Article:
More planning, fewer incentives, and a black swan on the horizon.
The transmission superhighway still needs major investments. Rate incentives were working -- until FERC started backing away from them. FERC should assert its authority more aggressively to promote the vision of a robust interstate grid.
A pragmatic new approach to assuring reliability.
Randall Speck and Kimberly Frank
The latest dispute over PJM’s bidding rules has raised the level of uncertainty in organized electricity markets. Efforts at reform have created a market structure so jumbled that it can’t produce just and reasonable rates -- or assure adequate supply resources. It’s time for FERC to consider alternative approaches to market design.
Resource planning and forecasting in a changing climate.
Robert E. Livezey and Philip Q Hanser
Utility planners depend on an accurate estimate of normal weather to forecast resource needs and costs. But as the climate changes, so must the definition of ‘normal.’
Only behavioral change will reduce energy consumption.
Standards and technology don't reduce energy consumption, despite the claims of efficiency zealots. Real energy savings only come through behavioral change.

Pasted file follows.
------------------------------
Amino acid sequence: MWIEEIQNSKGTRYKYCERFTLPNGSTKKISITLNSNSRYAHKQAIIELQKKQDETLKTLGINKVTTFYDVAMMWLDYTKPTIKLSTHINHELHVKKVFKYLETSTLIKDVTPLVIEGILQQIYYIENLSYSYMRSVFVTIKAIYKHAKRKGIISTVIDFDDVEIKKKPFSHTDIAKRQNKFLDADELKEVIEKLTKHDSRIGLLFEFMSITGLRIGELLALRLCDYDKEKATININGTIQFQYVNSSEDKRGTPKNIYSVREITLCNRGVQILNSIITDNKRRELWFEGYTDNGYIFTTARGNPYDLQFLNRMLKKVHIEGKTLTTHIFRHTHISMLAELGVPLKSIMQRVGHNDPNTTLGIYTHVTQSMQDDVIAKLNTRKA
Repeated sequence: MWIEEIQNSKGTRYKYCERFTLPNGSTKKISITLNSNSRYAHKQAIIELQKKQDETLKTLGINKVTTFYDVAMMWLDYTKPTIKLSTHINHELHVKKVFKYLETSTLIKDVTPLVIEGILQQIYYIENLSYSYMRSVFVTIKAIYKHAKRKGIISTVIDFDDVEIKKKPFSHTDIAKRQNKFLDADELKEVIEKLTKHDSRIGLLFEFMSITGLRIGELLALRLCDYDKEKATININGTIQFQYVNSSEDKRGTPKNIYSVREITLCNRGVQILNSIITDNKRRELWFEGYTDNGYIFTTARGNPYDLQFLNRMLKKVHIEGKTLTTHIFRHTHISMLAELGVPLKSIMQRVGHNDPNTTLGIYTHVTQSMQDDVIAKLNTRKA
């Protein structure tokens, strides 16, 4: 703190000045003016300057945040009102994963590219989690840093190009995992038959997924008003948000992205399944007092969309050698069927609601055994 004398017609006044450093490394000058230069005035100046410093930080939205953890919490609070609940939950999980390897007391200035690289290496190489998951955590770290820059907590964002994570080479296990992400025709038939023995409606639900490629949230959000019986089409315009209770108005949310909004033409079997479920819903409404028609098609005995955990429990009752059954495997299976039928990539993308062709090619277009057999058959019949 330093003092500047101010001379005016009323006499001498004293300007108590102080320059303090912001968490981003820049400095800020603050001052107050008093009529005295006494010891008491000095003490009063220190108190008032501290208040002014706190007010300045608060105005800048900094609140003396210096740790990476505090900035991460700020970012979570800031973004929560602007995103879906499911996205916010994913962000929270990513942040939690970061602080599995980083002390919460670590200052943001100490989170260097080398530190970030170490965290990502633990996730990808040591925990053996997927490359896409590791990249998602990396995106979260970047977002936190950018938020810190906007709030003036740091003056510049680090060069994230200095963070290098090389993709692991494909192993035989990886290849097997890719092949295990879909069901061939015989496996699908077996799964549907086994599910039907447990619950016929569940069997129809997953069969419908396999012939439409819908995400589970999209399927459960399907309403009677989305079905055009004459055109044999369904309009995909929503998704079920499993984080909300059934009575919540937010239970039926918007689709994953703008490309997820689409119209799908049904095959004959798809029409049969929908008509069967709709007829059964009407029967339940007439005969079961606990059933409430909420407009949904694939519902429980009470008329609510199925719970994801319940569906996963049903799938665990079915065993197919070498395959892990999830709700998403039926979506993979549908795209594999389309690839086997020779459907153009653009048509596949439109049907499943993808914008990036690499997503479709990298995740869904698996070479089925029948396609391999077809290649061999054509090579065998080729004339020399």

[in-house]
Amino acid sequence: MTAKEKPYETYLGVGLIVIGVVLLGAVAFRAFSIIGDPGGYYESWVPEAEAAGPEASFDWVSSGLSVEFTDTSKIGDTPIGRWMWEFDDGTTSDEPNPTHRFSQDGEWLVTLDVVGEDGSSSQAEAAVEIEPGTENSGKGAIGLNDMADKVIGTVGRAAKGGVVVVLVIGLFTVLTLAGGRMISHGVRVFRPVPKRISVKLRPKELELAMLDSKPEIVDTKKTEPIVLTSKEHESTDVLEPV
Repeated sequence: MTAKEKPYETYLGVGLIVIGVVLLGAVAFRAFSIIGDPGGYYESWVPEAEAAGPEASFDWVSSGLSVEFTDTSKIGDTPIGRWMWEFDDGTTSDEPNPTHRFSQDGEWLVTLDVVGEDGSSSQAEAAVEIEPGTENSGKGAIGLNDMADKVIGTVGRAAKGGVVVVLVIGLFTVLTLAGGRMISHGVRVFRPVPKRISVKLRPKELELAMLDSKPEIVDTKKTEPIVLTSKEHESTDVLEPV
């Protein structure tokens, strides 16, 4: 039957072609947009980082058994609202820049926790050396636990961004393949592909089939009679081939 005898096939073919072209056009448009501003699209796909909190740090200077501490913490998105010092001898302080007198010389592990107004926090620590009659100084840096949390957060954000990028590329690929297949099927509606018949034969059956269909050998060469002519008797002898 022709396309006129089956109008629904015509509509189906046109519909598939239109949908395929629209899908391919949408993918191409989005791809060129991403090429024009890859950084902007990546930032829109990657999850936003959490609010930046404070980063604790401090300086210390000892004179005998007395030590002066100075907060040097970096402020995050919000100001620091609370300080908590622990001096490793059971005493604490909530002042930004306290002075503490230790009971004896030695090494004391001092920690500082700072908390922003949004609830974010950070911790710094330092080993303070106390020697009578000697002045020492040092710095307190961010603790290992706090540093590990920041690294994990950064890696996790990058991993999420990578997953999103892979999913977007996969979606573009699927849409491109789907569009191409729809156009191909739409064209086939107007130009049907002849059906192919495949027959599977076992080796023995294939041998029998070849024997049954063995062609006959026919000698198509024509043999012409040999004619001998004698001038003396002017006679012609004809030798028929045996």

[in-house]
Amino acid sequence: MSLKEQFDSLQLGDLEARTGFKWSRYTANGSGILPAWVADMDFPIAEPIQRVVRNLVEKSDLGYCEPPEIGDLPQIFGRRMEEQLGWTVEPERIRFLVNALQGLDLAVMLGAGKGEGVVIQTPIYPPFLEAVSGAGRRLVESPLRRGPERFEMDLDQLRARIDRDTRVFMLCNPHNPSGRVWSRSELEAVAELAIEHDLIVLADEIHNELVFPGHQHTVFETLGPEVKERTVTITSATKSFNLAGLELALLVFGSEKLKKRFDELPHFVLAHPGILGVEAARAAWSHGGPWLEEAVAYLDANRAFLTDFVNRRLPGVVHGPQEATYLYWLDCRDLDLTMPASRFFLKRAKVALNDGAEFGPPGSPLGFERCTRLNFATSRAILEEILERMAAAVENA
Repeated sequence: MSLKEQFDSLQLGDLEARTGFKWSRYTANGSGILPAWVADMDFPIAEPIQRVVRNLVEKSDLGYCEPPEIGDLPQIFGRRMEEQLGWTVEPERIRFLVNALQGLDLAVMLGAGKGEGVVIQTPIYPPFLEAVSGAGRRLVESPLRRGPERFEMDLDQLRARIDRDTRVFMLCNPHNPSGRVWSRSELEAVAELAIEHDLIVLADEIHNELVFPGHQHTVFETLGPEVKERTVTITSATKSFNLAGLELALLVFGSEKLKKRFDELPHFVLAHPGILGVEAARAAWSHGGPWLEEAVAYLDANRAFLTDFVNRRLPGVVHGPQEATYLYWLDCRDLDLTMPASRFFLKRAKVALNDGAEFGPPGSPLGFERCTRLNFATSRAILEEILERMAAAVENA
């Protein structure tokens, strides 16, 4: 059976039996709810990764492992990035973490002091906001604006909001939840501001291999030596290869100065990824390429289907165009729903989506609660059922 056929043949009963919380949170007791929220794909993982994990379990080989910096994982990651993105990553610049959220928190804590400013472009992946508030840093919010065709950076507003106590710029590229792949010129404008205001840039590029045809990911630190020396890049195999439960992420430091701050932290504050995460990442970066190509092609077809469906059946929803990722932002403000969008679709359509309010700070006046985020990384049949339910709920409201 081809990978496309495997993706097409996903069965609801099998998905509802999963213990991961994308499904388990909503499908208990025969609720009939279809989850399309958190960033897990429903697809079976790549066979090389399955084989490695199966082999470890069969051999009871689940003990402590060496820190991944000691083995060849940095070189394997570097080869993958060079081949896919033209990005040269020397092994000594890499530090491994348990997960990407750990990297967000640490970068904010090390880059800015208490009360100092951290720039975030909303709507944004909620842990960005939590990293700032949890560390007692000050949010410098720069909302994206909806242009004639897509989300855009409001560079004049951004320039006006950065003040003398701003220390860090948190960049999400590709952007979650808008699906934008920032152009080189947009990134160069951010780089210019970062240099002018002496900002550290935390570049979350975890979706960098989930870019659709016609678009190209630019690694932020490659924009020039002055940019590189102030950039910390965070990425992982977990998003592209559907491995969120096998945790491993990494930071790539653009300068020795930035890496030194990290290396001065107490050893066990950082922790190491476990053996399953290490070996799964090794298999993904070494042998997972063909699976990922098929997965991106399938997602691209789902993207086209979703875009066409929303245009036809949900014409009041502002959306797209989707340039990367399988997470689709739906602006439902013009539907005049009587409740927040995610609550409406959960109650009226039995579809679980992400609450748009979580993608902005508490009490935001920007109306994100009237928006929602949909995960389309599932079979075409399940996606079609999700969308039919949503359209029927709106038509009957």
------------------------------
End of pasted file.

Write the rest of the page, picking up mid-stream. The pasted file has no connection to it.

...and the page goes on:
Creative destruction is coming, and it can’t be stopped.
With Order 1000, FERC shows it’s willing to blow up uncompetitive structures, as with trustbusting under Teddy Roosevelt, and the more recent Bell breakup.
APPA questions the benefits attributed to organized power markets.
Unless the regulatory paradigm fairly balances the interests of both load and generation, the utility industry will be condemned to continued upheaval.
Order 1000, the RTOs, and the power of incumbency.
In Order 1000, FERC wanted—among other things—to open grid development to private developers. But FERC’s natural allies—the regional transmission organizations—are refusing to go along with this new vision.
Microgrids begin to make economic sense.
Michael T. Burr, Editor-in-Chief
With microgrids in place, doomsday preppers wouldn't need to worry so much about a zombie plague.
Technology is changing the game. Is your utility ready?
Although today microgrids serve a tiny fraction of the market, that share will grow as costs fall. Utilities can benefit if they plan ahead.
Analyzing the Order 1000 comply filings from non-RTO regions.
Last fall, utilities across the country began filing tariffs with FERC to explain how they’ll comply with Order 1000. That’s quite a handful, but maybe not a stretch for the RTOs. Not so for the non-RTO regions.